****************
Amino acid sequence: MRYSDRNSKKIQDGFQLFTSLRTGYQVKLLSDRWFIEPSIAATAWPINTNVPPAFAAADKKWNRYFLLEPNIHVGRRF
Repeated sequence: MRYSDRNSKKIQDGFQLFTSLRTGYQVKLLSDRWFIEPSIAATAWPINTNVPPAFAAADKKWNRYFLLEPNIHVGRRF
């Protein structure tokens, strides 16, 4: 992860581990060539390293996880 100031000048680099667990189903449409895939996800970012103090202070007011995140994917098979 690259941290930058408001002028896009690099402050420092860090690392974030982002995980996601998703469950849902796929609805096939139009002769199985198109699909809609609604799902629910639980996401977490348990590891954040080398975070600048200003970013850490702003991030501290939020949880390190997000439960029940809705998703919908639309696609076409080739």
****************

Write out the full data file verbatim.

Amino acid sequence: MRYSDRNSKKIQDGFQLFTSLRTGYQVKLLSDRWFIEPSIAATAWPINTNVPPAFAAADKKWNRYFLLEPNIHVGRRF
Repeated sequence: MRYSDRNSKKIQDGFQLFTSLRTGYQVKLLSDRWFIEPSIAATAWPINTNVPPAFAAADKKWNRYFLLEPNIHVGRRF
């Protein structure tokens, strides 16, 4: 992860581990060539390293996880 100031000048680099667990189903449409895939996800970012103090202070007011995140994917098979 690259941290930058408001002028896009690099402050420092860090690392974030982002995980996601998703469950849902796929609805096939139009002769199985198109699909809609609604799902629910639980996401977490348990590891954040080398975070600048200003970013850490702003991030501290939020949880390190997000439960029940809705998703919908639309696609076409080739």